Anne Lewis Wythe
Wife of George Wythe, Signer of the Declaration of Independence
1726 – 1748 A.D.

Anne Lewis, who in 1756 became the wife of George Wythe, was the eldest of ten children born to Zachary and Mary Waller Lewis of Spottsylvania County, Virginia. She was born on August 30, 1726, the same year as the young law student who led her to the altar thirty years later.

Her father was an eminent Colonial lawyer who had built up a fortune from his practice and owned a large landed estate. There is a road in Spottsylvania County which to this day bears the name “The Lawyers’ Road,” because of the fact that it was travelled [sic] so frequently by Mr. Lewis and his son, John Lewis, going to and from the court house in the adjoining county of Orange.

Of George Wythe, Hayden’s Virginia Genealogies says: “Chancellor Wythe was the son of Mr. Wythe, who owned a good estate on Black River, and died leaving a widow and three children. His mother was one of five daughters of Mr. Keith, a Quaker and author of work on mathematics, who came from England to Hamden in 1680.”

George WytheMr. Wythe was educated by his mother, and studied law with his uncle-in-law, Mr. Dewey of Prince George County. His mother died in 1746. Then came a lapse in the life of the young man; left an orphan before he was twenty-one, with an ample fortune, he gave way to what an apologetic biographer was called “the seductions of pleasure,” laid study aside, and devoted several years to amusement and dissipation. In the course of a few years, however, he seems to have come to sober reflection, for at the age of about thirty, he withdrew himself from his gay associates, relinquished his levities [sic], and returned to his studies with a zeal and application which prepared him for the distinguished honour [sic] and usefulness to which he afterward attained.

It was Miss Anne Lewis who seems to have brought Mr. Wythe to “sober reflection.” He was married in 1756 and soon afterward was admitted to practice at Williamsburg. In 1758 he was elected a member of the House of Burgesses. That was the beginning of the splendid career of George Wythe, who became a patriot of the Revolution with such confrères as the Lees, Harrison, Peyton Randolph, Col. Bland, and Patrick Henry, a professor of law in the College of William and Mary, during which he had the honour [sic] of having been law instructor to two young men who afterward became Presidents of the United States and one destined for the highest place on the Supreme Bench. From the chair of law in William and Mary, Judge Wythe became Chancellor of Virginia.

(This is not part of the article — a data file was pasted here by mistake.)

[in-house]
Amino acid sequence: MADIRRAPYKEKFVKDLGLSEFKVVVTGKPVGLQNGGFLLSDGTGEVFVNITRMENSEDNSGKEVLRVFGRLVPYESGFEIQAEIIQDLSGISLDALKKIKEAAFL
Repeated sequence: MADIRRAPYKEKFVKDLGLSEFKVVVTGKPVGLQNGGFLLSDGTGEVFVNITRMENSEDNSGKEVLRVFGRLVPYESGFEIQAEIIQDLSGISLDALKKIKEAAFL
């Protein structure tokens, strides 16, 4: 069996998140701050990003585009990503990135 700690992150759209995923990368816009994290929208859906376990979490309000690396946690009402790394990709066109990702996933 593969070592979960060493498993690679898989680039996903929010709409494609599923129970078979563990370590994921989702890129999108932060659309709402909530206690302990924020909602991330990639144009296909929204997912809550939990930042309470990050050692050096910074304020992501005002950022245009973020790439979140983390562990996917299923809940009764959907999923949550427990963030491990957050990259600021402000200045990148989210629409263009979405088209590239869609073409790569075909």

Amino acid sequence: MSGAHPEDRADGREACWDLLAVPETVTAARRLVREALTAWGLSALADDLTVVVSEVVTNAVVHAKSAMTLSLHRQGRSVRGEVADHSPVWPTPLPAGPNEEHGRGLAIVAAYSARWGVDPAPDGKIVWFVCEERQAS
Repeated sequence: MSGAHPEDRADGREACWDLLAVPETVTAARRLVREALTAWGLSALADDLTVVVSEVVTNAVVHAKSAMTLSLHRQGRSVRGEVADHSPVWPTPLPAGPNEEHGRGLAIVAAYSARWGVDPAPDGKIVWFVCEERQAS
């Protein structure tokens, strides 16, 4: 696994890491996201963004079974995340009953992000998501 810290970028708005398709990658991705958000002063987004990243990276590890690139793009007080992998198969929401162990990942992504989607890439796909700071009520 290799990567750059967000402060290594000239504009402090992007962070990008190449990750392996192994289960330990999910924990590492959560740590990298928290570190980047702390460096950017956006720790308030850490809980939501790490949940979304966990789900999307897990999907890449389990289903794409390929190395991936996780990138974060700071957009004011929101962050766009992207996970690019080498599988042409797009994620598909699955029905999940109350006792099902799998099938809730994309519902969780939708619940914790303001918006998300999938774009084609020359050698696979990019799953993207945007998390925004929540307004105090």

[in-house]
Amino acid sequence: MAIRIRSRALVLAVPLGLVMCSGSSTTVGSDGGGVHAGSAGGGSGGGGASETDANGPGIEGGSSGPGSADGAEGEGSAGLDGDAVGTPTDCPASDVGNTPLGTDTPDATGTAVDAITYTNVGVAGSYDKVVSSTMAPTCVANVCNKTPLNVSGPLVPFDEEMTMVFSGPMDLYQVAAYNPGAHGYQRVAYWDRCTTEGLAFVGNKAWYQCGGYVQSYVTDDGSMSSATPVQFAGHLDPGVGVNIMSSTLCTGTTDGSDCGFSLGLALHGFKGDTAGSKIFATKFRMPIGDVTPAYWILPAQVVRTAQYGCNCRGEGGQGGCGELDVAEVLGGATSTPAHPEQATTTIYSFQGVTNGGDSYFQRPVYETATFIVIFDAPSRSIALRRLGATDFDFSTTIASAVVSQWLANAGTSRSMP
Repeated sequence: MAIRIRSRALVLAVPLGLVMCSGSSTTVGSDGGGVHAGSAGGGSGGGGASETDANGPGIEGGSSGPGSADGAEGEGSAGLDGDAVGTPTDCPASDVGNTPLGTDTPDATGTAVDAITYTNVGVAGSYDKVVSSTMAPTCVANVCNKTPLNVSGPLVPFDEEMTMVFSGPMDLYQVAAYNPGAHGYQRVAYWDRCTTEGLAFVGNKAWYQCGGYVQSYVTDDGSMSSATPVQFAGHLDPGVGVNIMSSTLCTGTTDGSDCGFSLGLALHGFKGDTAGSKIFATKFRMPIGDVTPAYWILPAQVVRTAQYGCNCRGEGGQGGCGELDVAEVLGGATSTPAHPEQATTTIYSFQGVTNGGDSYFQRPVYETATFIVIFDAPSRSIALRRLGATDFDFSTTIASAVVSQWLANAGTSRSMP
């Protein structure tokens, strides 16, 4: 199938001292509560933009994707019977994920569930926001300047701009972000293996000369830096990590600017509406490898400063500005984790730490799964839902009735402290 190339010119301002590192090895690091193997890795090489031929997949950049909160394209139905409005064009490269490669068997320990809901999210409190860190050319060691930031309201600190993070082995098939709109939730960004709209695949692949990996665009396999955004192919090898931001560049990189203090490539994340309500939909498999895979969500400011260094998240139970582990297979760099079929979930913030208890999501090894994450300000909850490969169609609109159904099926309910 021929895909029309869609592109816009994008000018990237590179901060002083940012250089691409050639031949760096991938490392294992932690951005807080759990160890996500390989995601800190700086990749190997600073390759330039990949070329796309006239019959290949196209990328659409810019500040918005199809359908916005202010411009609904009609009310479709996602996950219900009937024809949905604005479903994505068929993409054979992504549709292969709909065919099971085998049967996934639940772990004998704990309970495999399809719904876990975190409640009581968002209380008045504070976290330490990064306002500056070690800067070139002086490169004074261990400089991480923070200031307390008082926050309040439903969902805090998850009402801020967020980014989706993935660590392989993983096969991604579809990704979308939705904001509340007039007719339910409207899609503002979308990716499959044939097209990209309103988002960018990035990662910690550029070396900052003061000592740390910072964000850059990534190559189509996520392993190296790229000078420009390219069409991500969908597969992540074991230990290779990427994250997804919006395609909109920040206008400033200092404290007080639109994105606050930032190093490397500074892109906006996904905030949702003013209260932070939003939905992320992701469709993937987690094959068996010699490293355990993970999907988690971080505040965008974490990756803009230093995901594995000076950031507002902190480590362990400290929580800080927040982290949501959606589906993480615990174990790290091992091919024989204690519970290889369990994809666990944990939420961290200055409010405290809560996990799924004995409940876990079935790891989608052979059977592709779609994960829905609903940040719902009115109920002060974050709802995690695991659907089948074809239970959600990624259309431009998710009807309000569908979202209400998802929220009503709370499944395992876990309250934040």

Mrs. Wythe died some time in the later sixties, leaving no children. A few years afterward, Mr. Wythe was married to Elizabeth Talliaferro, of “Powhatan,” near Williamsburg, but no children were born of the union. Chancellor Wythe died in 1806 and it was generally believed that he was poisoned. George Wythe Sweeney, a grandson of his sister, was tried for the murder but was acquitted. Before his death, Mr. Wythe gave freedom to all his slaves and made provision for their support until they should be able to care for themselves.


Reference: The Pioneer Mothers of America: A Record of the More Notable Women of the Early Days of the Country, and Particularly of the Colonial and Revolutionary Periods by Harry Clinton Green and Mary Wolcott Green, A.B. Third Volume, Published by G.P. Putnam’s Sons.